We advocate for the right to food in Toronto.

FoodShare is a food justice organization, advocating for the right to food, and working to challenge the systemic barriers that keep people from accessing the food they need to thrive. We support community-led food initiatives and work alongside communities most affected by poverty and food insecurity: Black and Indigenous people, people of colour, people with disabilities, and folks living on a low income. Whether it is supporting urban farms, subsidizing local produce markets or coordinating community kitchens, all of our work is about folks accessing food on their own terms.

The Organization

Land Acknowledgement

FoodShare acknowledges that the sacred land in which we operate is situated upon the traditional territories of the Wendat, Haudenosaunee (Ho-den-oh-sho-nee), the Anishinabeg (Ah-nish-in-nah-beg), and the Mississaugas of the Credit. This territory is covered by the Dish With One Spoon Wampum Belt Covenant, an agreement between the Anishinabeg and Haudenosaunee allied nations to peaceably share and care for the lands around the Great Lakes. FoodShare recognizes the many Nations of Indigenous People, who presently live on this land, those who have spent time here and the ancestors who have hunted and gathered on this land known as Turtle Island.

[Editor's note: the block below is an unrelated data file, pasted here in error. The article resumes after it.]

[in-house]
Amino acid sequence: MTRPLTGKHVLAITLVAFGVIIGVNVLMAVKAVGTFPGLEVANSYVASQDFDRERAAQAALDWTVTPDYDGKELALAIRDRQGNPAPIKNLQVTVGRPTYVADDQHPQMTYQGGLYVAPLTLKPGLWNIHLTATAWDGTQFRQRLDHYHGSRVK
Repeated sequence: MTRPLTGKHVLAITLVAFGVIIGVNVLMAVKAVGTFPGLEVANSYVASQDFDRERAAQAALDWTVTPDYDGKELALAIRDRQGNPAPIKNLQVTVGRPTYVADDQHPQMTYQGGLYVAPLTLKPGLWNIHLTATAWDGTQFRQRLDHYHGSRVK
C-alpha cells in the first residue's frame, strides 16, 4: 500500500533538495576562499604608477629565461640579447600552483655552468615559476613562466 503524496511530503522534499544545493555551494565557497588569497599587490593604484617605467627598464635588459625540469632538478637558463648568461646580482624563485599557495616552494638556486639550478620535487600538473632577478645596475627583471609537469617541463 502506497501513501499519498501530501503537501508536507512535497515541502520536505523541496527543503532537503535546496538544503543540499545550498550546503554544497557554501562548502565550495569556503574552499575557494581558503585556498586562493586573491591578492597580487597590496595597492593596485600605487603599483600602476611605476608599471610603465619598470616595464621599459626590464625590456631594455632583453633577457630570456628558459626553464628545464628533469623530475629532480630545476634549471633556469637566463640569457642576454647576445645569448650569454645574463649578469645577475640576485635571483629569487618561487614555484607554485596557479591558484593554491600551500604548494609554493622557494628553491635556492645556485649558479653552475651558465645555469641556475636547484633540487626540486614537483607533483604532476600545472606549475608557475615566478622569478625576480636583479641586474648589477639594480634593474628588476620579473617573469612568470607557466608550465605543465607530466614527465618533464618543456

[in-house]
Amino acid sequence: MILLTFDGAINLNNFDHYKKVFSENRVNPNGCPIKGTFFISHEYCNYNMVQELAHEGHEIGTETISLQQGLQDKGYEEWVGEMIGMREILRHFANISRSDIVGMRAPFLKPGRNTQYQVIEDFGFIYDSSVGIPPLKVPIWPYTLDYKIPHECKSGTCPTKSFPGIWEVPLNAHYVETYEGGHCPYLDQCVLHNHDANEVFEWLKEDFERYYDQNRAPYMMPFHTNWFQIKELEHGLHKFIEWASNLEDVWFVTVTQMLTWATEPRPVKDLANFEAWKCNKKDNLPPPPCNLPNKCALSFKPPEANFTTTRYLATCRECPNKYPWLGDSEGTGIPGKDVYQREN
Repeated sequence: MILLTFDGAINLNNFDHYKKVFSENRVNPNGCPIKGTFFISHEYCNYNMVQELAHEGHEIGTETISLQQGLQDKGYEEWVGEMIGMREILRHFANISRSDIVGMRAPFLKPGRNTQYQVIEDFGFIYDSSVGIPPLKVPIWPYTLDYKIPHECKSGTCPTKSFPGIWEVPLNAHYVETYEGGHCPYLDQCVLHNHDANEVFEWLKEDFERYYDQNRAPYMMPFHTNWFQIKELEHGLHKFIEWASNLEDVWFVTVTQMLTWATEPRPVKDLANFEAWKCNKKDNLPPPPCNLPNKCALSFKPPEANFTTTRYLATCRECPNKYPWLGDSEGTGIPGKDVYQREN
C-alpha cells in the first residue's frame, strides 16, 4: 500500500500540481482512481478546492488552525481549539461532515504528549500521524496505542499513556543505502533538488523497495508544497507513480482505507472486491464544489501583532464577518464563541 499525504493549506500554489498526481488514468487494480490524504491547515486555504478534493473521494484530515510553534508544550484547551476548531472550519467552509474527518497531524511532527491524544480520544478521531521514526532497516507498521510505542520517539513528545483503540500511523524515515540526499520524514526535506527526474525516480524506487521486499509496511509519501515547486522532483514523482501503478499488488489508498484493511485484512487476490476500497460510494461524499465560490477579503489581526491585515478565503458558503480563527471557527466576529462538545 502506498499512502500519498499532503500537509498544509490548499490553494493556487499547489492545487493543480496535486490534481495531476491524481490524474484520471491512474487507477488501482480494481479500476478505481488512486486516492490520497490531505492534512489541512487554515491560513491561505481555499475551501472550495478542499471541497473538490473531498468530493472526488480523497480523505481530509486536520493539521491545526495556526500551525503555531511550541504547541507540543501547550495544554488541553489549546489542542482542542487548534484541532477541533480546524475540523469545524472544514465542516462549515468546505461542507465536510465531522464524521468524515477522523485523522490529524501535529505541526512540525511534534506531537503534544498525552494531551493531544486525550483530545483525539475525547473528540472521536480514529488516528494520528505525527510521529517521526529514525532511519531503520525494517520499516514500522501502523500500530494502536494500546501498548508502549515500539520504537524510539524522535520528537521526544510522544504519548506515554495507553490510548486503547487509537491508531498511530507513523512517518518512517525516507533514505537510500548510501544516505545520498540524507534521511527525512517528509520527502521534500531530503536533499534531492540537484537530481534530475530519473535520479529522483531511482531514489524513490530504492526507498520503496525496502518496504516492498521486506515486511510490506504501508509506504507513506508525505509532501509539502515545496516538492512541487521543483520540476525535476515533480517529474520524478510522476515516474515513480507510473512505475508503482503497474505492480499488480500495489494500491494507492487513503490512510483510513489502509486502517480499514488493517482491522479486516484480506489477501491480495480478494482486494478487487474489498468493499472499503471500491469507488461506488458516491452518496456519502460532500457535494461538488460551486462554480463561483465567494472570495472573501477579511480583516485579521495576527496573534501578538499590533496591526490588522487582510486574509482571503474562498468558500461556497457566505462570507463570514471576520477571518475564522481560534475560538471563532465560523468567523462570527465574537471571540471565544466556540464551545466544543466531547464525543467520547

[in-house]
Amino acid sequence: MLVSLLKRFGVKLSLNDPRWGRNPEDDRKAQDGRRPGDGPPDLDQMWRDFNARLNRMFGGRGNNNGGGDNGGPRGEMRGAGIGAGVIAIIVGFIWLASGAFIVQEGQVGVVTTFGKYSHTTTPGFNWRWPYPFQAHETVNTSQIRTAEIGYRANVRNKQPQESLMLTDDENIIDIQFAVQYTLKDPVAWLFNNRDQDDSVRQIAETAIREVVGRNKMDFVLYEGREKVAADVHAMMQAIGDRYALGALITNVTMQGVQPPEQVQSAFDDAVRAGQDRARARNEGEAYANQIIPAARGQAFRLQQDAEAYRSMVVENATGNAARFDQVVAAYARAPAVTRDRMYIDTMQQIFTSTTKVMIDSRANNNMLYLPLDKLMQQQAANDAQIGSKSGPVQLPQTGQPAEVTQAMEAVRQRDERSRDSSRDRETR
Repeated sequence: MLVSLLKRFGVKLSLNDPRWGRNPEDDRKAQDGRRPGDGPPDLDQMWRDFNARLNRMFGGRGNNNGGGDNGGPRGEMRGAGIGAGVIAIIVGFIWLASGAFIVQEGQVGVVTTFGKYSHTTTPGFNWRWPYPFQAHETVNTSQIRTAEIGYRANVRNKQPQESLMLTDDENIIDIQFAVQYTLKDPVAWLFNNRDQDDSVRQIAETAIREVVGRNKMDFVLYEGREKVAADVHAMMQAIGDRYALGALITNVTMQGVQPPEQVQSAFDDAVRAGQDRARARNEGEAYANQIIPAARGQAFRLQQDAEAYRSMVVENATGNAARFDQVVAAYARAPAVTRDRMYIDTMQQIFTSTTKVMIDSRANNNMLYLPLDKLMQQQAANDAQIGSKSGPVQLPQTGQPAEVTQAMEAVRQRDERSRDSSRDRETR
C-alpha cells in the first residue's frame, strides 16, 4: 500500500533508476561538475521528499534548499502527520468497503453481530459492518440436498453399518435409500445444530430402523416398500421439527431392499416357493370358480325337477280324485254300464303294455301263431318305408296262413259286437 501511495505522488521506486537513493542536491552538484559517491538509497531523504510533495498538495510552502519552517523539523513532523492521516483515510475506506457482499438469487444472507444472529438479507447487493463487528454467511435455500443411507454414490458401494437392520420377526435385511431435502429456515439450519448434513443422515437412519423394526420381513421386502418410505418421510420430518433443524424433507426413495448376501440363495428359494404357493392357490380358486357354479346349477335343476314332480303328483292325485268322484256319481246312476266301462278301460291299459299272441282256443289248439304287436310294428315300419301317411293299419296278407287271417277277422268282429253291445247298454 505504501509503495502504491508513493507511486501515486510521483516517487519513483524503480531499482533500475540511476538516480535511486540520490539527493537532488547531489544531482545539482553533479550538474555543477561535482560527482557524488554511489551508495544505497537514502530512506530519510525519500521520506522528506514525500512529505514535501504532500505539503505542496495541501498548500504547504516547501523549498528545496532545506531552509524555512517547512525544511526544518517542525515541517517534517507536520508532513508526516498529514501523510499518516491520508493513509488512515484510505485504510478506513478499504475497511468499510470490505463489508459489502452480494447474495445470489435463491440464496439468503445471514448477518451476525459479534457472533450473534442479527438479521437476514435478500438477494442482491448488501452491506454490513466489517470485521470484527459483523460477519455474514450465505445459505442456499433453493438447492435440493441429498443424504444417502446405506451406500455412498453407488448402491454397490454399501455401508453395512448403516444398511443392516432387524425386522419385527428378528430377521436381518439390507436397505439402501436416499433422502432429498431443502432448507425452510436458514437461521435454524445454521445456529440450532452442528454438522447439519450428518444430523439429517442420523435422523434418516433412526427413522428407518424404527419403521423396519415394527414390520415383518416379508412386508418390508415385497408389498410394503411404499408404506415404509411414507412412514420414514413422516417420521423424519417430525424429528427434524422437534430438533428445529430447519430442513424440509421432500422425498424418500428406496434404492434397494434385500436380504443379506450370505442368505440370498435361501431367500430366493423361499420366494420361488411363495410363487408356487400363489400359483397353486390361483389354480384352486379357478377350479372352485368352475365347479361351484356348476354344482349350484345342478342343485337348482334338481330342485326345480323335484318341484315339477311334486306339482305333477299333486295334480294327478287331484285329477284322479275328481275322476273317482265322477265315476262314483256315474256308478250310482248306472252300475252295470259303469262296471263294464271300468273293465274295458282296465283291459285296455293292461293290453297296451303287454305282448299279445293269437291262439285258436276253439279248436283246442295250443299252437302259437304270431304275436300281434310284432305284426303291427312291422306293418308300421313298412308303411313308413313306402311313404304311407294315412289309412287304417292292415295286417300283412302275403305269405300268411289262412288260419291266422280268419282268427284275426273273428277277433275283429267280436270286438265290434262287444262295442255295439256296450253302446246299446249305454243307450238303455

FoodShare recognizes and supports the UN Declaration on the Rights of Indigenous Peoples and the Truth and Reconciliation Calls to Action, as we work to apply both to our work.

FoodShare’s work is guided by principles of Food Justice, this includes receiving ongoing guidance from an Indigenous Advisory Circle on our work and on collaborations with Indigenous groups working towards Indigenous food sovereignty and increasing Indigenous food access.

FoodShare also acknowledges the many people of African descent who are not settlers, but whose ancestors were forcibly displaced as part of the transatlantic slave trade, brought against their will, and made to work on these lands.

Despite the ongoing violence inflicted on Indigenous peoples and Black Canadians, FoodShare is grateful for the care and contributions made to the land by Indigenous land and water defenders and Black food growers and farmers.

We believe that advancing Indigenous sovereignty is deeply and inextricably linked to Black liberation and we remain committed to advancing both.